Review: f-stop’s Lotus is a mean, modular camera bag for weekend backcountry adventures
posted Wednesday, July 1, 2015 at 2:57 PM EDT
Photography backpack manufacturer f-stop is the self-proclaimed ‘global leader for adventure and outdoor photography packs’. Until now, I couldn’t vouch for that, as I’ve never owned an f-stop bag. However, as part of our bag review series, we reached out to f-stop and within a matter hours they offered up a bag for review, the Lotus, the latest bag in its growing Mountain Series.
At the time of receiving the bag, it had not been announced to the public. Rather than quickly getting out a sad excuse for a review, we wanted to put it to test in some of the most challenging environments to see if it could truly live up to the verbiage f-stop includes in its marketing material.
To do that, we took the bag on a weekend backpacking adventure that would put even the most durable outdoor bags to the test, let alone a pack meant to hold and protect both photography gear and enough equipment for a weekend backpacking trip.
Specifically, the backpacking trip consisted of two days of hiking, 15 miles in total, in Hocking Hills, Ohio. While 15 miles in the Midwest over two days doesn’t sound rough, it’s a different story when over 6” of rain fell over those two days, making everything a muddy, soggy mess and leaving the trails looking like rivers, more suitable for travel via kayak than by foot.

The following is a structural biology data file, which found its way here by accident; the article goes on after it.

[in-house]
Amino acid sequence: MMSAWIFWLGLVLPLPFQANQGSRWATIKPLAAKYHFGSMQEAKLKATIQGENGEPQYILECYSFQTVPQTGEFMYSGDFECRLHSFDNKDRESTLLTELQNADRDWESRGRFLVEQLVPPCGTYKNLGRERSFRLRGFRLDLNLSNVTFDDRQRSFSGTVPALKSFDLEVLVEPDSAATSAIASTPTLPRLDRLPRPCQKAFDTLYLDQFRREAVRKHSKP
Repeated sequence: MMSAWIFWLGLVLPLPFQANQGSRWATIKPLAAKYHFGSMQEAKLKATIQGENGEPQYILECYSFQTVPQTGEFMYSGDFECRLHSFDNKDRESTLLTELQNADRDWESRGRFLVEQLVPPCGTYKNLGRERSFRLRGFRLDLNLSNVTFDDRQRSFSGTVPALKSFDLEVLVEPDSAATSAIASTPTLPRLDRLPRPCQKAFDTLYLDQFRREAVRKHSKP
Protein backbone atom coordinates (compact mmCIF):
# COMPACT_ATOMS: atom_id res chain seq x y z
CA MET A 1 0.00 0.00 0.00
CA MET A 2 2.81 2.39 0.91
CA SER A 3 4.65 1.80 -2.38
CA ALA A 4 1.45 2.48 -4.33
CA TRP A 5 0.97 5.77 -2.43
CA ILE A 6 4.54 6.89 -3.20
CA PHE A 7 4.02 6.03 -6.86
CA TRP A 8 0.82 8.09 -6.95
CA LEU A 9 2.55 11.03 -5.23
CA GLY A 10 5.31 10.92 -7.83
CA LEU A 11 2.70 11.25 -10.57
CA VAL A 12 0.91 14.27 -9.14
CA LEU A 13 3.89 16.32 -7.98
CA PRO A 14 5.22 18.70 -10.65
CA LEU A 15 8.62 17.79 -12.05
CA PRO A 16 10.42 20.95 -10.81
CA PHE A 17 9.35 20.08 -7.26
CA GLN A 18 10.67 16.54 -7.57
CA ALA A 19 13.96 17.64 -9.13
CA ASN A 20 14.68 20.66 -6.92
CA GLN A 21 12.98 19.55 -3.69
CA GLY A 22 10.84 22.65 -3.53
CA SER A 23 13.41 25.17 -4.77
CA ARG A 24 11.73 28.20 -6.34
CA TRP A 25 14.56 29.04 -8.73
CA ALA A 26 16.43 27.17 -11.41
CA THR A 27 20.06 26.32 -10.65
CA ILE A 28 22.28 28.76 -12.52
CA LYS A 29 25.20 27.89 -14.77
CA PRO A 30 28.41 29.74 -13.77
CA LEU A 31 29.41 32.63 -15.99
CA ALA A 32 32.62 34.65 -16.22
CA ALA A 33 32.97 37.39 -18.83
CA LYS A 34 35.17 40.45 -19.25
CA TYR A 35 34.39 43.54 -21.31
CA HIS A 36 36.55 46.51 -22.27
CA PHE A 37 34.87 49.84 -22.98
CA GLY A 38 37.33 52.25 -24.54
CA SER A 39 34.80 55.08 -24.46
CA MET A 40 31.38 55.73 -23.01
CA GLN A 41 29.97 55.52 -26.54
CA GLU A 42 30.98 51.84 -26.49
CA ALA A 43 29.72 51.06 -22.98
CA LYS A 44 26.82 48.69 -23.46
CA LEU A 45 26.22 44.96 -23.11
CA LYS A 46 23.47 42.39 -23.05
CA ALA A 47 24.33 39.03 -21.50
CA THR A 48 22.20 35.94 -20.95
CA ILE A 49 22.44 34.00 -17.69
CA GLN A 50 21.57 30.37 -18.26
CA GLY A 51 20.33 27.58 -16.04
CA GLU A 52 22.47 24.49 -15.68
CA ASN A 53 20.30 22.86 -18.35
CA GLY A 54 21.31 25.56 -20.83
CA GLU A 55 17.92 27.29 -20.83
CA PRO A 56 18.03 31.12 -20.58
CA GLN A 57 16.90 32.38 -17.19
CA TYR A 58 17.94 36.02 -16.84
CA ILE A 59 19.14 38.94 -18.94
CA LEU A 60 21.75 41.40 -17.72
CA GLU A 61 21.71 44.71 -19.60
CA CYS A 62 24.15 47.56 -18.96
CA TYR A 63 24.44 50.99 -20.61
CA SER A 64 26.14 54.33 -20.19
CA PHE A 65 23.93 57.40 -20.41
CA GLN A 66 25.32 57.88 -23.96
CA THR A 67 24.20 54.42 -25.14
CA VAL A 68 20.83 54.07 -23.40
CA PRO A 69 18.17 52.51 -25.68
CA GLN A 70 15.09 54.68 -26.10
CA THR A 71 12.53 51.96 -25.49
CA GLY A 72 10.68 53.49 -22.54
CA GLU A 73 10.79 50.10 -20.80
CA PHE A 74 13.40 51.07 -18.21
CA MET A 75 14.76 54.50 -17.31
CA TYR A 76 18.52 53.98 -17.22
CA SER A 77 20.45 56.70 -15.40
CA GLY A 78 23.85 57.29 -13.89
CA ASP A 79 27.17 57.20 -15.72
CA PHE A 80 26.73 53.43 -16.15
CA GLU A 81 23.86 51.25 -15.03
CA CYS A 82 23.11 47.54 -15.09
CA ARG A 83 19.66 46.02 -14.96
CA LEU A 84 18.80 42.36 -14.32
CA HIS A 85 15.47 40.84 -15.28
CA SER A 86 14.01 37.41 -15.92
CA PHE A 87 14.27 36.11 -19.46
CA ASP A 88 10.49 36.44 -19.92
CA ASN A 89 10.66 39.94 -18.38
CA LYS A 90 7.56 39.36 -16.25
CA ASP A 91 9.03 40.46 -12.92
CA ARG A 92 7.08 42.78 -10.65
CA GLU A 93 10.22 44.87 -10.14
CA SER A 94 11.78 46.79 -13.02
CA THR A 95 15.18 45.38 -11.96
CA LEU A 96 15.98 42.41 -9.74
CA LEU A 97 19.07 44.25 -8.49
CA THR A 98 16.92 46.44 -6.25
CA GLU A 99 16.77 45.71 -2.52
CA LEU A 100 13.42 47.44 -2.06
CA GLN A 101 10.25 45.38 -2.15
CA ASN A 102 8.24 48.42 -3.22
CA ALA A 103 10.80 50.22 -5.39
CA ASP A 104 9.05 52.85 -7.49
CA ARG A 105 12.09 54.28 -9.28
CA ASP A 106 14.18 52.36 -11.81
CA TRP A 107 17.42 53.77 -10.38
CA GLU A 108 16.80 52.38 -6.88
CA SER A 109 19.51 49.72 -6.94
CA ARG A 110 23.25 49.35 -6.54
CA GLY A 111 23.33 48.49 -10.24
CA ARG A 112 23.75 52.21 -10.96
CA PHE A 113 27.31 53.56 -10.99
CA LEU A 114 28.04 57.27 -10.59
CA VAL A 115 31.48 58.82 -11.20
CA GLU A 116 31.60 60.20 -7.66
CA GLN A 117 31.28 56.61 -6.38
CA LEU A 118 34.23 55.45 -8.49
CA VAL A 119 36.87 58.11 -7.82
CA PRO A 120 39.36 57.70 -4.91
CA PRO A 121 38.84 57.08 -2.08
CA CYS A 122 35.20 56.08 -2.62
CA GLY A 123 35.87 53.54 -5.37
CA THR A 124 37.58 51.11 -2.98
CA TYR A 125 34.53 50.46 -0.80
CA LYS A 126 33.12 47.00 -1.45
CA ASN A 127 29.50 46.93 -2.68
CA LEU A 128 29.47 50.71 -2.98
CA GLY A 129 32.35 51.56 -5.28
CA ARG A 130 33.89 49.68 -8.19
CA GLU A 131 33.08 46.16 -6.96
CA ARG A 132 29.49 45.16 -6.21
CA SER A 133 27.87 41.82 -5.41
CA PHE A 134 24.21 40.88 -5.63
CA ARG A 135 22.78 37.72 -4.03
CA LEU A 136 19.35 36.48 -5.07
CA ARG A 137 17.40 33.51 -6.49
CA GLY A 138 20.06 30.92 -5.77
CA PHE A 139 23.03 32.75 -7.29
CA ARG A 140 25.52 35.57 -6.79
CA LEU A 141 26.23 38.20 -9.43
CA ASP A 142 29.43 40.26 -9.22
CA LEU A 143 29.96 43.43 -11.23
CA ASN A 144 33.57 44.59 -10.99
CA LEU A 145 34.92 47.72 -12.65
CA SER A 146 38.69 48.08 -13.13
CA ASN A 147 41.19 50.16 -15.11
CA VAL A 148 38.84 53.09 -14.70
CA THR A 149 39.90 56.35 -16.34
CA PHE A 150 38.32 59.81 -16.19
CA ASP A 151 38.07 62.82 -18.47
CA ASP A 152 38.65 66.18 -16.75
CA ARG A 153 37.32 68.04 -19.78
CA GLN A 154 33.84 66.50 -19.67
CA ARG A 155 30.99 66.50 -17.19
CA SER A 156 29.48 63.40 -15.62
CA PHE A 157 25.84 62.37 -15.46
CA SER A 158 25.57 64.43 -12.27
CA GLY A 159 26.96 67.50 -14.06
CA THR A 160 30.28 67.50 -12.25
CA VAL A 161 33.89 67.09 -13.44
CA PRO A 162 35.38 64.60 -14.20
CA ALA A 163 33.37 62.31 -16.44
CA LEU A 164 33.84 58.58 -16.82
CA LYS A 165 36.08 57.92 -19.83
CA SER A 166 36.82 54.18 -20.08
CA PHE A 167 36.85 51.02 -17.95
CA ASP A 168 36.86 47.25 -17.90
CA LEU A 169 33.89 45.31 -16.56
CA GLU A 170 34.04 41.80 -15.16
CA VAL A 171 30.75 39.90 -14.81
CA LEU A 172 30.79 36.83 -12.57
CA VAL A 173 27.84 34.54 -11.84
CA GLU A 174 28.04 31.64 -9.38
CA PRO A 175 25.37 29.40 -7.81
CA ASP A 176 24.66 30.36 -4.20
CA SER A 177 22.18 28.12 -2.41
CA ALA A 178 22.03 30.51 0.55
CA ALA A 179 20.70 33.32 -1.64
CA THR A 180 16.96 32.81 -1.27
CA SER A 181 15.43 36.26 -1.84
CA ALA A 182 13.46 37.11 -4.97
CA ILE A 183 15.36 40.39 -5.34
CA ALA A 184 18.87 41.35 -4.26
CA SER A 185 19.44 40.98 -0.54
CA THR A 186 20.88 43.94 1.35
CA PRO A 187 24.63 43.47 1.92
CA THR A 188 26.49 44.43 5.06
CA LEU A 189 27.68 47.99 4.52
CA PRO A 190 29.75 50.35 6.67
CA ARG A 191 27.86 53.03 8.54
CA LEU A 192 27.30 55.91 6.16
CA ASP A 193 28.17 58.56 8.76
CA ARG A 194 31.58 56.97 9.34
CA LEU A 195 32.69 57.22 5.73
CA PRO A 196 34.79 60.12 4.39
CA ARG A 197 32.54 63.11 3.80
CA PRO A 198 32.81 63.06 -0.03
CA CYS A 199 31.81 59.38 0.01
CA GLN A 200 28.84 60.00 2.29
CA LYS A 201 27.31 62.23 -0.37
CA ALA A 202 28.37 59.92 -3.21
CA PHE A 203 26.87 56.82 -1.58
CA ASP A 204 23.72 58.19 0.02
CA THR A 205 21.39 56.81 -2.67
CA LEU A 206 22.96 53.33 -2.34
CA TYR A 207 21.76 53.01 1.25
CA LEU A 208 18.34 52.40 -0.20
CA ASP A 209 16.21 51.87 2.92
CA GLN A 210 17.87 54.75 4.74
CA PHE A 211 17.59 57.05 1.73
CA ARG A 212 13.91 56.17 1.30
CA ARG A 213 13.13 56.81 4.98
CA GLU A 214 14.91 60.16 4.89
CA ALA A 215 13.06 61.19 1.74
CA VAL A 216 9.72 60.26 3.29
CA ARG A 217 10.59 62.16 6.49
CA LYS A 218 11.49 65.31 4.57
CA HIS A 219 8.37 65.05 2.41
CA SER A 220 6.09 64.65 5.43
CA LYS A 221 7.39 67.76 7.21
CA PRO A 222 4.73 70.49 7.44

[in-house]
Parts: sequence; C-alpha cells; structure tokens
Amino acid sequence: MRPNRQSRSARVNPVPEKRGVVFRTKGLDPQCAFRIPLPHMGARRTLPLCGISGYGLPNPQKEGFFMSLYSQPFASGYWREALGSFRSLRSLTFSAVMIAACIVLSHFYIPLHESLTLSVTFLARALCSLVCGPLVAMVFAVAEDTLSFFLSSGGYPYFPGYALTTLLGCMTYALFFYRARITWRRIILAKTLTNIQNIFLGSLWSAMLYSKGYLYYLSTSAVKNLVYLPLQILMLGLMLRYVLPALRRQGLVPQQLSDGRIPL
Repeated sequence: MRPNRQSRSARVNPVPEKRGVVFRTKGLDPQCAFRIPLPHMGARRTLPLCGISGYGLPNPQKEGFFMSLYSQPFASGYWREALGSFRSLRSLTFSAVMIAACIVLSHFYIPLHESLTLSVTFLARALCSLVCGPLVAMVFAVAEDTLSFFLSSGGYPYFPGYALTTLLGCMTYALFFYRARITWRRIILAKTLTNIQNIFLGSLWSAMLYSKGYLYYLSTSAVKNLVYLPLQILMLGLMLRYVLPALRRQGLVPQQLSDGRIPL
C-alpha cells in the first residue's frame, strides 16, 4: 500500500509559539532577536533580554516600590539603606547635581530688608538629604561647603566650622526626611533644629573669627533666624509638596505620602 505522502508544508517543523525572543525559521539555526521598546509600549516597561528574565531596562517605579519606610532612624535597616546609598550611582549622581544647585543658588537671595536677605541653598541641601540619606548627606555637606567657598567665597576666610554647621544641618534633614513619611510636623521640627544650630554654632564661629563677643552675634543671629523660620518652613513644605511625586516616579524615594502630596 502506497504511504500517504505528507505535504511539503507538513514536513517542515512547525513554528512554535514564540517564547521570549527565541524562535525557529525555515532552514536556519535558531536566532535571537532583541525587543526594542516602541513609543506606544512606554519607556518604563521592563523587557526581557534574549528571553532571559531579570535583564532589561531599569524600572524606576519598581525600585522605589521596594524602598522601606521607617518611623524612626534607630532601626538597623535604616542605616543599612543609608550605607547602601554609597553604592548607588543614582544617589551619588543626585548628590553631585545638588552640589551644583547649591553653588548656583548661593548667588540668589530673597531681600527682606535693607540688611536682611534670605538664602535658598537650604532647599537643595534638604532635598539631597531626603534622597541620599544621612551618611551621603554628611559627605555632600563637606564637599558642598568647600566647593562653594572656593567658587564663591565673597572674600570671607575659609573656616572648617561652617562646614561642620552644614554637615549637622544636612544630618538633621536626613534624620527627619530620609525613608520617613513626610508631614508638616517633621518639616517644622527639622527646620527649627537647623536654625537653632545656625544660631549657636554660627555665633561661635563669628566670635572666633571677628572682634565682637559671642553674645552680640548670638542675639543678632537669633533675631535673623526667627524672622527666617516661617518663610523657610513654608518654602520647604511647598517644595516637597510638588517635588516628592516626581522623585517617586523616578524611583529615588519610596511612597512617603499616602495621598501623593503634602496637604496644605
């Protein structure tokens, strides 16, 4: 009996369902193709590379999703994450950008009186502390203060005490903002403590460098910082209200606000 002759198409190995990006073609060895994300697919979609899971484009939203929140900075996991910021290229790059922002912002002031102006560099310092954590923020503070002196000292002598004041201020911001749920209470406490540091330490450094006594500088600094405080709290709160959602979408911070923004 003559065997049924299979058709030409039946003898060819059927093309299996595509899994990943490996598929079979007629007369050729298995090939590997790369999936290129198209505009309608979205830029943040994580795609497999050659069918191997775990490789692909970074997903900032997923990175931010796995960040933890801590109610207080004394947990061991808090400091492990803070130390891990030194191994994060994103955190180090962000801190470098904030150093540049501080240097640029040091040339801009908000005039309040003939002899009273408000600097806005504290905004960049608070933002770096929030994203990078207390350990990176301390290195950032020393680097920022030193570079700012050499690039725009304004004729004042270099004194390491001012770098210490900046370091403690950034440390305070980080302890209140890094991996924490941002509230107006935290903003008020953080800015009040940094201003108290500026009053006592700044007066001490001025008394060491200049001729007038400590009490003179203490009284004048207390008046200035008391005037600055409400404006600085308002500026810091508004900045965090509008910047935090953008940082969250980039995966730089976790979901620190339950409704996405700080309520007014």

With the weather conditions for context, we can get into the review itself. Following in the footsteps of previous and making way for future reviews, we’ll be breaking down the details of the bag in terms of ‘First Look’, ‘Design and Materials’, ‘Observations’ and ‘Overview’, each of which will be further facetted by various features and capabilities the bag offers.
Upon removing the bag from the box it was delivered in, I couldn’t help but notice the streamlined aesthetics what is feature-robust adventure pack. The bag I received was black, just one of four colors f-stop has carefully chosen for its Mountain Series lineup. Considering the zippers and bag accents are black, this assisted in creating the considerably minimal aesthetic, but even in the other color options, the Lotus keeps the same, slim shape with minimal external components, partly aided by the light, but rigid internal aluminum frame.
At 32 Liters, the Lotus is the smallest pack in f-stop’s Mountain Series line-up. You won’t be going on any week-long adventures with the Lotus, but for day trips it’s perfectly sized and so long as you pack light (or if you can share the weight with a partner), you can easily get in a weekend backpacking trip, as we did.
The dimensions of the bag are as follows: 20.5”H x 13”W x 11”D (52cm x 33cm x 27.9cm). Empty, the bag comes in at 3.3lbs (1.5kgs), which isn’t quite ultralight status, but more than light enough for those who aren’t counting every ounce in the backcountry.